A fresh face at the legislature
Updated: March 9, 2011 at 4:34 pm
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When the North Carolina General Assembly opened its 2011 legislative session it did so without the years-long presence of openly lesbian state Sen. Julia Boseman (D-New Hanover). First elected to the Senate in 2004, Boseman was the first openly gay or lesbian person elected to the state legislature. Though she’s no longer there (she opted not to run for reelection in 2010), the LGBT and other progressive communities will continue to have a voice in the General Assembly.
Rep. Marcus Brandon (D-Guilford) is the first openly gay man elected to the legislature and the first to hold office in the House. He’s also the first openly gay and African-American candidate ever elected to a state-level office. Despite all these exciting “firsts,” the reality is that Brandon comes into his new job as a freshman in a party that has been relegated to a political minority after experiencing a dynasty-like chain of unbroken political authority for nearly a full century.
“It’s a very difficult situation that we’re working under right now,” Brandon admits to qnotes, “but I’m still very happy to be here.”
Brandon says the Democratic Party’s minority status presents important challenges. For long-serving members of the House or Senate, he says, adjusting to the new climate will take some time.
“The challenge is for everyone to get their grip around the fact that we aren’t in the majority and what that looks like,” Brandon says. “The challenge is to represent our districts, our ideas and our values even with such an extreme minority.”
Figuring out the new lay of the land during such a tight economic and budgeting environment will also present opportunities. “I think there are tremendous opportunities on the things I want to talk about: economic development and sustainability,” Brandon says.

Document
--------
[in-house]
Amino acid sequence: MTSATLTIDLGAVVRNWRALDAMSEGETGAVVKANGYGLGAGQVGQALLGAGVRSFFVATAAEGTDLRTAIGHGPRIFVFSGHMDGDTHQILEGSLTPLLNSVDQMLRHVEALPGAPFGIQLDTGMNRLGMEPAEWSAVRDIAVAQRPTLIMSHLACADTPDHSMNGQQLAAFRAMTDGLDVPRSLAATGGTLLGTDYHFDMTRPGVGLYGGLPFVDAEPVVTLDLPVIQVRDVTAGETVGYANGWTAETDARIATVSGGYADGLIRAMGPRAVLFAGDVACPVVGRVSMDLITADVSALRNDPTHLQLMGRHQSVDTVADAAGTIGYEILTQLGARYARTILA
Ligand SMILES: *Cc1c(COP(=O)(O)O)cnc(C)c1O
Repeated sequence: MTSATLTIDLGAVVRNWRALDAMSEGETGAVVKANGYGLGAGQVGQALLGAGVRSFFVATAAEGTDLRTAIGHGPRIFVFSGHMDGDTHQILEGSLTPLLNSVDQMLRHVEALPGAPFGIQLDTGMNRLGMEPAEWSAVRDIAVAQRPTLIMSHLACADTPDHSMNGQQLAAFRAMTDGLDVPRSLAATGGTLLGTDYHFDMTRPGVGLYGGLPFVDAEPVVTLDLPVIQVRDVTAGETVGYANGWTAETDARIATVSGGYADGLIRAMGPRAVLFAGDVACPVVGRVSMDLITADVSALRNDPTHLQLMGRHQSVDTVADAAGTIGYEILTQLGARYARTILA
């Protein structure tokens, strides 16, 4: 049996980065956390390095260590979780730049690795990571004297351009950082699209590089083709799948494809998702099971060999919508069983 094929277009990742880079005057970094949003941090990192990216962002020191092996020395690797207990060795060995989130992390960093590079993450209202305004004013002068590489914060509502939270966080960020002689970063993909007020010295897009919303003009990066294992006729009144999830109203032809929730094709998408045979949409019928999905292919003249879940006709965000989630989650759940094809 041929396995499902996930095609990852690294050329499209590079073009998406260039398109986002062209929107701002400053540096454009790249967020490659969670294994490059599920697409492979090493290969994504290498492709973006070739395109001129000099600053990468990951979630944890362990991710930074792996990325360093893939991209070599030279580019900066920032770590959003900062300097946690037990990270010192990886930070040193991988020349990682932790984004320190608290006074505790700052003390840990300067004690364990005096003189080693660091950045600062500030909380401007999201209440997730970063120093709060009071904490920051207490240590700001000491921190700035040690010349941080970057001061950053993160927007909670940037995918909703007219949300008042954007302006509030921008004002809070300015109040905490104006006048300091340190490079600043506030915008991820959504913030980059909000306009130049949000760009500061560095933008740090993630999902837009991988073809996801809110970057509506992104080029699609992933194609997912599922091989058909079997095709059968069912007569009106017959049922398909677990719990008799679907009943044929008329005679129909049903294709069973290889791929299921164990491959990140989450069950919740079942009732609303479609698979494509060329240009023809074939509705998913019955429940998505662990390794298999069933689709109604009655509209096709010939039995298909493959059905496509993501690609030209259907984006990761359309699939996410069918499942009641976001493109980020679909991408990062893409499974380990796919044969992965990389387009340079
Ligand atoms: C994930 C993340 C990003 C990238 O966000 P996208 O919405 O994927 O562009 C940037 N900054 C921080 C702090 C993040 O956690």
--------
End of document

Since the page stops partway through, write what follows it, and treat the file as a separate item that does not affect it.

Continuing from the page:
The state faces a significant budget gap as the legislature reconvenes. Legislators have multiple options on the table to bridge that gap, estimated at about $3.7 billion.
The state’s shortfall, Brandon says, means “more people will have to come together and do more.”
North Carolina House Speaker Thom Tillis, a Cornelius, business-friendly Republican, has spent the last several weeks insisting his caucus’ agenda will be “jobs, jobs, jobs.” On the first day of the new session, Tillis even wore and passed out rubber bracelets that had the words, “Think Jobs,” printed on them.
“I was very optimistic when the majority was going to concentrate on jobs and fixing our economic system,” Brandon says. “There’s been about 20 bills filed and none of those bills did any of that. It’s hard to understand how this is your major focus when you have not dealt with it at all within the first few days.”
Brandon is also frustrated that Republicans have wasted time pushing through legislation designed to counter President Barack Obama’s landmark healthcare reform law. He says such a measure is “symbolic.”
“We have people whose premiums are rising, people whose prescription drug costs are out of control and a whole bunch of people who don’t have insurance at all,” Brandon says. “Their vote is just a ‘no’ vote. There’s been no solution from their side and no alternative legislation from their side.”
He adds, “The people elect us to do their business. They don’t send us here to do symbolic votes.” : :
more: Read our past coverage of Brandon’s campaign and learn more about him at goqnotes.com/8753/.
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About the author: Matt Comer was the editor of QNotes, first hired to serve in the role in October 2007, with his tenure ending August 23, 2015.
Matt Comer was the editor of QNotes, first hired to serve in the role in October 2007, with his tenure ending August 23, 2015.